Do you remember saving money as a child?  You might get a little money here and there for a birthday or celebratory occasion, and it would often be followed by an adult saying, “Now, you put that in the bank and save it.”  Putting that money in the bank made it safe – it made it all yours.  But, what happens when you put too much in the bank?  Think it can’t happen?  Keep reading to learn, as a article illustrates, how a fraudster “putting it in the bank” can leave a trail leading right back to their fraud.

An Ohio man pleaded guilty last year to a charge of workers’ compensation fraud as a fifth degree felony.  The owner of a heating and cooling company, he claimed Temporary Total Disability, collecting benefits as he continued to work.  The Administrator/CEO of the Ohio Bureau of Workers’ Compensation (BWC) explained: “[He] was free to continue ownership of his business, but actually doing the work of an HVAC technician was prohibited and calls into question whether he needed these benefits in the first place.” (Calls into question? I think it answers the question!)  In Ohio, Temporary Total Disability is typically the first type of compensation awarded to an individual recovering from a work-related injury.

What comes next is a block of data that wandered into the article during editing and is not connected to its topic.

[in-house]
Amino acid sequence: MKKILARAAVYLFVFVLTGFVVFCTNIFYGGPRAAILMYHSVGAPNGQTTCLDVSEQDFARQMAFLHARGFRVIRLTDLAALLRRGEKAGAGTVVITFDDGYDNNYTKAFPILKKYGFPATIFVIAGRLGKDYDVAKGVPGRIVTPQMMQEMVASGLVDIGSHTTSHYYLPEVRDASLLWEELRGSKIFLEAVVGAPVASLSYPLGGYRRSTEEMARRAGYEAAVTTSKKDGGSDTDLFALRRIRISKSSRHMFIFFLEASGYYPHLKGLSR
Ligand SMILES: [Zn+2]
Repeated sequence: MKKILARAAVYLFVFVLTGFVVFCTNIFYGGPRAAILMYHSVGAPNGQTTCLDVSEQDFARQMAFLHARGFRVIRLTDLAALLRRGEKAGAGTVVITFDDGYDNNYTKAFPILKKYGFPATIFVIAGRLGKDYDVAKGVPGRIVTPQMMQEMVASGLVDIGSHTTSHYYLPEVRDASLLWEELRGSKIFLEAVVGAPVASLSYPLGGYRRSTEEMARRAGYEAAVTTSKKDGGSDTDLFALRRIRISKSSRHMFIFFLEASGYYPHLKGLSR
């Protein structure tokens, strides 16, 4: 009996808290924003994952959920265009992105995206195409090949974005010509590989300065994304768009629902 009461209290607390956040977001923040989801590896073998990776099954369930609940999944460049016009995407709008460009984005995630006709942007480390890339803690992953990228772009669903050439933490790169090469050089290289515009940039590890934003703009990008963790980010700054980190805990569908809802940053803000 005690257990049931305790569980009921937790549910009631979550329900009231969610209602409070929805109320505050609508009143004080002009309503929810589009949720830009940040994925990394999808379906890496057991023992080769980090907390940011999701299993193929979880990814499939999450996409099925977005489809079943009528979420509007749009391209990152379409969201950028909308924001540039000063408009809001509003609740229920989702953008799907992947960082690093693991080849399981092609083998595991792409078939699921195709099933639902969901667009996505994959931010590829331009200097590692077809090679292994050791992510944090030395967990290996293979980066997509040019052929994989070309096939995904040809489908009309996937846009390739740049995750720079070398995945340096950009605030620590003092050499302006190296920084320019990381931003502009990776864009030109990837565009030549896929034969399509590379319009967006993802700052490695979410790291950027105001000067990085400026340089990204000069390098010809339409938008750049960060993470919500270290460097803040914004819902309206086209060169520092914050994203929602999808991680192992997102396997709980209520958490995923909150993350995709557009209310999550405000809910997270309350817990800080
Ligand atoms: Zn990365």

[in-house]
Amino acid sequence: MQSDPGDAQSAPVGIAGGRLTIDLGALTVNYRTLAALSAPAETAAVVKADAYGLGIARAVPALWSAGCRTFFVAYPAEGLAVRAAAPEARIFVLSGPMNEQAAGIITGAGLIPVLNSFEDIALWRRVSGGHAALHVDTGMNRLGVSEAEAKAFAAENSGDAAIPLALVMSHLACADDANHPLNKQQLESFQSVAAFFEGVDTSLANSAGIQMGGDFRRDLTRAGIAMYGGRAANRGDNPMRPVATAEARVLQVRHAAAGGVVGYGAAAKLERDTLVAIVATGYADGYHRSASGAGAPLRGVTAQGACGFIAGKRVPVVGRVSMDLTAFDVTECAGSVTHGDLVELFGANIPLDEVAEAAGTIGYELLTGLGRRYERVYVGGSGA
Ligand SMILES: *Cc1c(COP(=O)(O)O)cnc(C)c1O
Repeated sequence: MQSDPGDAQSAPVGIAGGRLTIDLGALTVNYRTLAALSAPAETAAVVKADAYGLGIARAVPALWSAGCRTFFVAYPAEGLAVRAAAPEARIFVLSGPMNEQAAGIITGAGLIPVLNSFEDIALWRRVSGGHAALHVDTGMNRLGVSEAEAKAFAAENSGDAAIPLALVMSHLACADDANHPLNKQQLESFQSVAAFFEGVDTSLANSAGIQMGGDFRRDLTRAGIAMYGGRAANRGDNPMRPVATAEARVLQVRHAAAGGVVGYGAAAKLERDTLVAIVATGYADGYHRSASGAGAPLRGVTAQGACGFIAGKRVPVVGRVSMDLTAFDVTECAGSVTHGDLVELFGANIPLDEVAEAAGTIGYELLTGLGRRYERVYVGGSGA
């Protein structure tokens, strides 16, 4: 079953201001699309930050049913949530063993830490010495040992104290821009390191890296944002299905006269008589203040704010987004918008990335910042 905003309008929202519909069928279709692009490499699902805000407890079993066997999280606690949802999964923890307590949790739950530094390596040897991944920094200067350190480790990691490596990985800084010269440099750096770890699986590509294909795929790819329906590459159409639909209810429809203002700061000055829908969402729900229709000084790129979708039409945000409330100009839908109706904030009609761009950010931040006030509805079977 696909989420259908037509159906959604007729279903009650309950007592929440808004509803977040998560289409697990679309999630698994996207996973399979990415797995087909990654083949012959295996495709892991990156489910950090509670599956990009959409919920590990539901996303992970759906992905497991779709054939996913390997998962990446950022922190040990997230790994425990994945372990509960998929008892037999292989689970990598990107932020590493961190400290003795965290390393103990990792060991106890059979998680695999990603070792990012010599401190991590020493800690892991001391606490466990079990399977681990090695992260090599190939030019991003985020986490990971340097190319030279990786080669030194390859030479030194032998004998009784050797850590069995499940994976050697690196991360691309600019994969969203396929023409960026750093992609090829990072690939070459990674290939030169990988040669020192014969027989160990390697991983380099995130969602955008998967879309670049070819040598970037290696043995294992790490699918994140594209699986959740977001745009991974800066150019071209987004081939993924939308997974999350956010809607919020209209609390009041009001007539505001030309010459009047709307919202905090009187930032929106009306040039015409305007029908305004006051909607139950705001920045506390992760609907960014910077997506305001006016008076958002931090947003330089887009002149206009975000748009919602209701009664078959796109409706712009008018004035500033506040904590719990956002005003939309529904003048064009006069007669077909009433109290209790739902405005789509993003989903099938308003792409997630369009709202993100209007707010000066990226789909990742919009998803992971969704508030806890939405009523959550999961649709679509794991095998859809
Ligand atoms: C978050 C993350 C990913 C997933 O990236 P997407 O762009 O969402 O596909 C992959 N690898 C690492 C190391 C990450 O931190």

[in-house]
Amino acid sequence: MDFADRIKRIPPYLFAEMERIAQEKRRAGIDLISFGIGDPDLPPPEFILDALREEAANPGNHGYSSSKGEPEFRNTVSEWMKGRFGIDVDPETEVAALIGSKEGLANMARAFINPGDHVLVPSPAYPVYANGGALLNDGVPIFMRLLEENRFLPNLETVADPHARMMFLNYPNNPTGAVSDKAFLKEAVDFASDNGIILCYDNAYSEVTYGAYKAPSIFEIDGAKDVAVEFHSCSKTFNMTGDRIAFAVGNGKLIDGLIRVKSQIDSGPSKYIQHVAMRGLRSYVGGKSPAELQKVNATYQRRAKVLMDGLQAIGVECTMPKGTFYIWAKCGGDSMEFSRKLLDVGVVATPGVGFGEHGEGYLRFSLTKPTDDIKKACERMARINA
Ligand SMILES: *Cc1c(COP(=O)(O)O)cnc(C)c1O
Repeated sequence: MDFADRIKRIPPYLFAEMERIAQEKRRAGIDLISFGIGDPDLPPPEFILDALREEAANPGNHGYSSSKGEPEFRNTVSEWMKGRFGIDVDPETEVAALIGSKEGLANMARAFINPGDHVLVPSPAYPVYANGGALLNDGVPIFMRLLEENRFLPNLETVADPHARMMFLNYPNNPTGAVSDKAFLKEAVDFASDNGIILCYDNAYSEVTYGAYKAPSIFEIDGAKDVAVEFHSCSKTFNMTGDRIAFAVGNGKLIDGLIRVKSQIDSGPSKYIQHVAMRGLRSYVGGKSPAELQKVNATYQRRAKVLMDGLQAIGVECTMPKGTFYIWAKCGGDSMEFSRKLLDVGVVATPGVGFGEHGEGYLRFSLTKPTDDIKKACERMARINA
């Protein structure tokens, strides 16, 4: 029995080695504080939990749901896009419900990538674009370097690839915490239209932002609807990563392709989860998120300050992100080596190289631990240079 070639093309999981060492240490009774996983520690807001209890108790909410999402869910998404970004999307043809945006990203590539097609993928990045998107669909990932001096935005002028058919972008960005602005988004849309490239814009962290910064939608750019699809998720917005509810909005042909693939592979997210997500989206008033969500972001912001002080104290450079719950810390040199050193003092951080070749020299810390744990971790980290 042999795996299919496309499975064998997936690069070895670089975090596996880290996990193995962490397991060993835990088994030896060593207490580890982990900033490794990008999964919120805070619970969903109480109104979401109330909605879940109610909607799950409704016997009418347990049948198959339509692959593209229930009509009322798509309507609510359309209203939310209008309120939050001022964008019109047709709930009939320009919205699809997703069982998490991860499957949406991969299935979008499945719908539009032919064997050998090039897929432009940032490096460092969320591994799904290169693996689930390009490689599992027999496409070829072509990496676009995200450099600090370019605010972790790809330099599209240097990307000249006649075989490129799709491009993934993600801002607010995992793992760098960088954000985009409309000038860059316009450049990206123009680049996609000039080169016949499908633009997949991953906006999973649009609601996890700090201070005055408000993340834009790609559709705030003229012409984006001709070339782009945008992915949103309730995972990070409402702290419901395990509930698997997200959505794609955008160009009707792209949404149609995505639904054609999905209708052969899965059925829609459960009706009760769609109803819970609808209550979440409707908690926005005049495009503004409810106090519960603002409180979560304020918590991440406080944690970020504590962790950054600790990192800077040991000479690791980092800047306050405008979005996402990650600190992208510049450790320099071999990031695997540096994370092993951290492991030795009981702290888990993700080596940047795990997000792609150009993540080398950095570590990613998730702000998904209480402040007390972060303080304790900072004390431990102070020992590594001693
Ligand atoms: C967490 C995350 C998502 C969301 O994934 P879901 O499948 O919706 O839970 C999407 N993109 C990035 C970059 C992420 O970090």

BWC’s Special Investigation Division (SID) launched an investigation after receiving an allegation of the fraudster’s questionable work habits.  After reviewing his bank account, officials discovered multiple customers who claimed that they had hired and paid him, explaining that he did the work himself.  (And, I am sure he was thinking, “How would they know I am receiving disability benefits under workers’ compensation?”)  The judge found him guilty, sentencing him to 9 months in prison and three years of community control (a.k.a. probation).  He also is responsible for paying restitution in the amount of $29,415.72, in addition to court costs.

Sometimes, you just can’t stop the working man – even if he is collecting workers’ compensation disability benefits that prohibit him from working.  Regardless, he learned a little lesson – the bank may keep his money safe, but not his secrets.

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